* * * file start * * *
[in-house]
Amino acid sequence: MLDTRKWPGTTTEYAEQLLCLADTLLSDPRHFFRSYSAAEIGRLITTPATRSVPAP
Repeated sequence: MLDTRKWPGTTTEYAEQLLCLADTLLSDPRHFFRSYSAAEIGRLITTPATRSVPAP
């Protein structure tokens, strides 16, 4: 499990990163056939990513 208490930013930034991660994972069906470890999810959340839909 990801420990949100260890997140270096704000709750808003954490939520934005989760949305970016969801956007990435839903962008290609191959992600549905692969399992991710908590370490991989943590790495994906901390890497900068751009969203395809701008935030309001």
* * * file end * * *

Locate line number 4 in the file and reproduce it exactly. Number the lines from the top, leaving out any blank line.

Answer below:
């Protein structure tokens, strides 16, 4: 499990990163056939990513 208490930013930034991660994972069906470890999810959340839909 990801420990949100260890997140270096704000709750808003954490939520934005989760949305970016969801956007990435839903962008290609191959992600549905692969399992991710908590370490991989943590790495994906901390890497900068751009969203395809701008935030309001």